With the Copa America soccer tournament nearing kickoff, authorities in Brazil have employed a number of tactics to ensure infamous fan-run gangs don’t spoil it. The measures may provide fans protection in the short term but won’t challenge these groups’ criminal power and influence.
South America’s biggest international soccer tournament begins in July, and authorities in Argentina have already sent to its Brazilian counterparts a list of 3,000 individuals believed to be part of these violent gangs. All of them will be barred from the stadiums, reported IG.
In order to guarantee security during the much anticipated Copa America, which will be played between June 14 and July 7, facial recognition technology has also been installed in stadiums.
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In Argentina, they are known to be particularly violent and have strong links with powerful soccer club owners, politicians, businessmen and even trade unionists.
They control illegal economies associated with soccer matches, such as ticket reselling and car parking near stadiums. In some cases, they have been involved in drug trafficking and extortion.
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Although Brazil’s attempts to restrict the entry of potentially troublesome soccer fans might help prevent violence in the short term, it will have next to no effect on these organizations’ power, influence and reach.
Measures aimed at limiting these organizations’ power, such as banning visiting supporters’ access to high-profile matches, have been in place in Argentina since 2013. But a violent clash between fans and the discovery of a drug haul in the home of a top gang leader led to the cancellation of the final of 2018 Copa Libertadores in Buenos Aires. This was not only shameful for Argentine authorities but painful proof that these gangs are entrenched.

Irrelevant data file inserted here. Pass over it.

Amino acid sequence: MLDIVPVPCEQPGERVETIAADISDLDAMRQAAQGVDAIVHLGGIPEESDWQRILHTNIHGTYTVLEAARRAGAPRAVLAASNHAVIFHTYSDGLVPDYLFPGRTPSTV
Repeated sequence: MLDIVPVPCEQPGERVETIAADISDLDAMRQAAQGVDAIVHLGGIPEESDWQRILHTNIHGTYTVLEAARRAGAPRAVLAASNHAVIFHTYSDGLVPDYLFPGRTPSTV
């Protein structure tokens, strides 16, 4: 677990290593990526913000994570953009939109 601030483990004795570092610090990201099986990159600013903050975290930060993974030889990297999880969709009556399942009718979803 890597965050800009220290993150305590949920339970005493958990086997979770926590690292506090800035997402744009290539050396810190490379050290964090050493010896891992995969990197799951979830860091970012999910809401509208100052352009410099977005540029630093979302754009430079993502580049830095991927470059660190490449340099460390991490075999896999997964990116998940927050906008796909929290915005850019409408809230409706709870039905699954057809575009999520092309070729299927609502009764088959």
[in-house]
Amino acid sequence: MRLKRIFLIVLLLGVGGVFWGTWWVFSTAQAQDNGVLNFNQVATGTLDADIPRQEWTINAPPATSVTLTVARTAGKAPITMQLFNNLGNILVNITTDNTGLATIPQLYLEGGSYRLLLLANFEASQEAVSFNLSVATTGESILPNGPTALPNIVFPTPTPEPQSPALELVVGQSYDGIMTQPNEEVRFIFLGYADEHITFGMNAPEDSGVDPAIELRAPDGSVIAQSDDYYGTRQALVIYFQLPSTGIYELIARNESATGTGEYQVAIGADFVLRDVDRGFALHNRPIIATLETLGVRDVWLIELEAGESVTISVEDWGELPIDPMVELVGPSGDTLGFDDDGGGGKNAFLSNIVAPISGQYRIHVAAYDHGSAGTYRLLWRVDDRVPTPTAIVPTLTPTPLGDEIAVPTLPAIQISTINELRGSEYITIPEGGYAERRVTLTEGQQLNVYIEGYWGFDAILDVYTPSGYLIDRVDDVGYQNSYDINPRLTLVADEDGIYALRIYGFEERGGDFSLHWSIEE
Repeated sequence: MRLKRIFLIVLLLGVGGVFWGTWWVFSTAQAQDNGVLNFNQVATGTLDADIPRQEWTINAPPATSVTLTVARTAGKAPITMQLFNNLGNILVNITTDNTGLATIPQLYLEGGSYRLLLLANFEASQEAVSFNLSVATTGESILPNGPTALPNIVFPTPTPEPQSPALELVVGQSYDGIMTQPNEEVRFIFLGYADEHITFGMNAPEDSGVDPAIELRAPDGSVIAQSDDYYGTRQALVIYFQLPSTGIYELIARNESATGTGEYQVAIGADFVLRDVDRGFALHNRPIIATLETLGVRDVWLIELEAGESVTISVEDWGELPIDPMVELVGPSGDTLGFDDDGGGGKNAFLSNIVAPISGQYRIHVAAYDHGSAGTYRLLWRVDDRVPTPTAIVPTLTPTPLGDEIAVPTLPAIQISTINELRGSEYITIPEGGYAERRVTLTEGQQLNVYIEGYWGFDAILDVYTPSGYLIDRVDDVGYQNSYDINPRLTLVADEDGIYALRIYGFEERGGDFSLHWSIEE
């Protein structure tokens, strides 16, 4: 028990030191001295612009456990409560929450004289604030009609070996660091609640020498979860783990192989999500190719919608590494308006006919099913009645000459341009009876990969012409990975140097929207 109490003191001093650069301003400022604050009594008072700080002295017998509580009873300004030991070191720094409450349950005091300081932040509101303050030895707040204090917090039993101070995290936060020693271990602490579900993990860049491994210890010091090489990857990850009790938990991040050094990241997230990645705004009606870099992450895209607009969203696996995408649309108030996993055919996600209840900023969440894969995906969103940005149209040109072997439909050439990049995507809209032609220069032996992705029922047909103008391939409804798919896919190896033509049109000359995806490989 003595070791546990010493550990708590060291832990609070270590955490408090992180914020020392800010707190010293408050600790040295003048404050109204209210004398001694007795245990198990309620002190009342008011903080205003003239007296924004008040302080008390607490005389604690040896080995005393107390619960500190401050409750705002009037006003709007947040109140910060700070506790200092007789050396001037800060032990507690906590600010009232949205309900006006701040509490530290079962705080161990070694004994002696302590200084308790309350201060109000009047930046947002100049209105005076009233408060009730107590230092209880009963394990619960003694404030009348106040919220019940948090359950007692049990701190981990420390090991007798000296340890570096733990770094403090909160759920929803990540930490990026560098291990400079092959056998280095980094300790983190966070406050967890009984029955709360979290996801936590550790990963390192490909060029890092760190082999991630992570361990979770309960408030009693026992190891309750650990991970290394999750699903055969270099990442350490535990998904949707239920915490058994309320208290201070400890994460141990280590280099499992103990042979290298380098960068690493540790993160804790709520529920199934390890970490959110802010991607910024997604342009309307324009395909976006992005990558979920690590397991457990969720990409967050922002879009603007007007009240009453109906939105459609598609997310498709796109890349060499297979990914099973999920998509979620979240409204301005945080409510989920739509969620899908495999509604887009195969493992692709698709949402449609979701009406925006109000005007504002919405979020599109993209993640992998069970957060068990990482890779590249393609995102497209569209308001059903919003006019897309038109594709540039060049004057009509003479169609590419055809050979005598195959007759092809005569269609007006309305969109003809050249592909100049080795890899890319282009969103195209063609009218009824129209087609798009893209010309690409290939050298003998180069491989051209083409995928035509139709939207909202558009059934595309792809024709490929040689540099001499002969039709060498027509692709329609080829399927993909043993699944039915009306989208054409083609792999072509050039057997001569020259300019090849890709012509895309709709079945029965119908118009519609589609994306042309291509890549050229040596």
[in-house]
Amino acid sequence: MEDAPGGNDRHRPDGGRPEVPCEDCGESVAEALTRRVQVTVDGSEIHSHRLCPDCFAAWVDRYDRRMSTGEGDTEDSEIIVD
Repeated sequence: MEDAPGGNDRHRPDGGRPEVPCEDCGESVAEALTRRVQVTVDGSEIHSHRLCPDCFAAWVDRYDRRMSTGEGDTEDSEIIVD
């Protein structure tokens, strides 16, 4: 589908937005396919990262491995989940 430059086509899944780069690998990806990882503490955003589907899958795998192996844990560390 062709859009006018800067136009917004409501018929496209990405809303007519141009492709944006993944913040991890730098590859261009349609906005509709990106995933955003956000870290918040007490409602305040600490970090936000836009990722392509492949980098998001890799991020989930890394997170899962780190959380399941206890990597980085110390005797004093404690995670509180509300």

Argentina’s congress is currently debating a bill backed by Security Minister Patricia Bullrich to increase punishments for those accused of committing or instigating violence during sporting events but a law is far from being passed.
“These measures are neither sufficient nor effective,” sociologist José Garriga told InSight Crime. “In the past 30 years, there have been no effective public policies to prevent soccer violence or tackle the barras bravas.”
Important steps have been taken to prosecute the leaders of some of these groups, he said. But the groups have eager youths waiting in the wings.
“The authorities have not managed to take back the space they have, the illegal activities they control, which is the root of the problem,” Garriga said.
In Argentina, the power of these groups derives in part from the sway they control over voting members in club elections.
Authorities in Brazil have also taken steps to tackle the influence of criminal organizations in fan groups, and have banned violent fans from matches.
But prosecution of such fans has proven difficult. In 2014 and 2015, only 3 percent of perpetrators were effectively punished.
Sociologist Mauricio Murad told AFP that policing of these groups is ineffective and that the biggest challenge in Brazil is that criminal organizations infiltrate soccer fan groups because they see them as a vehicle to sell drugs and guns.
“There’s no prevention plan. There’s no police training to learn how to deal with large crowds, or any policy to involve clubs and to focus on punishing the mafias that infiltrate the mostly peaceful fan groups,” Murad said.